Don’t get me wrong. I’m all for pet therapy and animal visitation in hospitals – when it’s done logically. I’ve been involved in research in the area, helped develop international guidelines and am chair of the medical advisory board of one of the largest pet therapy groups in the US. Animals can do great things in hospitals and we need to support good visitation programs. But that doesn’t mean I check my brain at the door and think that all animals in all hospital situations are a good idea.
A colleague sent me a link to a Medscape News article entitled Woof! Does Fido Belong in the Hospital Delivery Room?
- My first thought was… not a chance. (My second, third and fourth thoughts were no better.)
The situation in the article isn’t that clear cut though, since the English woman who wanted her dog in the delivery room had a trained therapy dog that helped her with an anxiety disorder. So, if this was truly a trained therapy dog (some people unfortunately make that claim just as an excuse to take their dog everywhere, and compromise people that truly need these animals), it would be justifiable since this is a service dog, not a companion, and we need to support access of service dogs.
However, it raises questions about whether this will open the door to requests for pets to join in the birthing process, now that we’ve moved from the era when dad paced outside the room to a time when half the family may be present, live-streaming the event to the internet and posting on Twitter.
What are some issues here?
A delivery room is a busy environment. Things can be nice and happy and relaxed. There can also be yelling (personal experience there), lots of activity and other things that might scare or upset the dog. I’m not worried about the dog’s feelings here, but what a startled or upset dog might do (e.g jump, bark, bite, pee, try to run away).
Not all deliveries are smooth and things can go from good to bad quickly. The last thing that’s needed is another distraction (e.g. the aforementioned dog jumping, growling, barking, peeing, etc.) when medical personnel are dealing with a life-threatening delivery complication.
A newborn is a high risk person for infectious diseases. Every dog is shedding multiple microorganisms that can cause disease. Usually, the risk is low. However, when you have a highly susceptible person (or persons, including the mother here to a lesser degree since post-partum infections are a concern), we don’t want them exposed to pathogenic bacteria if we can avoid it. Yes, it’s an ever-present risk in a hospital, but why add to the potential risks? It would seem illogical to have delivery personnel in full protective gear (e.g. gowns and gloves) with a dog potentially aerosolizing bacteria nearby through breathing, coughing, barking, shaking, and tail-wagging. People would also likely contaminate their hands often by touching the dog. Yes, medical staff can be to told to avoid contact with the animal and wash their hands, but we know from previous research that hand hygiene by medical personnel after animal contact is very (very!) uncommon.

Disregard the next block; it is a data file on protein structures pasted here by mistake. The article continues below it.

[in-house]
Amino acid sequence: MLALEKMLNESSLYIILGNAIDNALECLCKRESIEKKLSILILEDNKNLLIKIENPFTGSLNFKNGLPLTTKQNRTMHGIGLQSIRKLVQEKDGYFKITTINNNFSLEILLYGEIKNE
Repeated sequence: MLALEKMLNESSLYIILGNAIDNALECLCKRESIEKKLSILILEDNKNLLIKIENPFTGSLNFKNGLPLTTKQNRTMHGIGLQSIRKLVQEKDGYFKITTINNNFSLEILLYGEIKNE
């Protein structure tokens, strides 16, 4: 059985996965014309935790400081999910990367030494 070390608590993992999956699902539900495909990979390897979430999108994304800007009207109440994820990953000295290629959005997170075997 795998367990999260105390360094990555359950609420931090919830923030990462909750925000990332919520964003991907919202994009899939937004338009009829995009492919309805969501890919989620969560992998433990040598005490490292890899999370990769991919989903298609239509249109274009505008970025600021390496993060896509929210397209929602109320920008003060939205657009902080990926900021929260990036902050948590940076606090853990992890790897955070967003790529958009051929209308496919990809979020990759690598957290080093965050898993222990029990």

Also, we know that a baby’s first bacterial encounters have a major impact on its developing bacterial microbiome (that is, the composition of normal bacterial populations at various body sites, something that’s important for good health and development). Babies born by C-section have much different microbiomes for a long period of time compared to those born by vaginal delivery. Do we really want to confuse the picture more by having some of the first bacteria encountered being Fido’s bacterial flora? It’s not going to make the baby start barking, but I’d rather the baby not be exposed to various bacteria from a dog seconds after it’s born.
In my opinion, visitation is more important the longer the person is in hospital, the more lonely they are and the more upsetting or depressing the situation is. Delivery is typically a short-term, happy hospital stay. What’s the real benefit here for your average dog owner?
Personal pets in any hospital situation is a controversial area. Unlike dogs that are part of proper visitation programs, these dogs tend not to have any health screening, behaviour screening or other type of assessment. There’s also no handler training. You might say "well, the dog’s just visiting its owner so that’s not a big deal." However, the dog has to go from the parking lot to the room and back again. What are the odds that the dog’s not going to encounter lots of other people in the process, let alone potentially distracting or scary situations. Do you want your elderly immunocompromised relative to ride (or be stuck in!) a hospital elevator with an aggressive or otherwise high risk dog? Or to have you child that just had surgery step on a pile of dog poop? There are clear screening, training and supervision criteria for hospital visitation dogs, and they are there for a reason.
Back to the article. Dr. Arthur Kaplan, the author, sums things up nicely:
"I think there are risks, and I think the risks are pretty significant. I am not sure that we should open the door to every barnyard creature we could think of to be present at birth, even when the mom-to-be says that she would like to have her pet there. But at the same time, I think there are arguments that, for some people, such as the woman in England who has a special relationship with her pet, or perhaps a woman who is blind, a case can be made."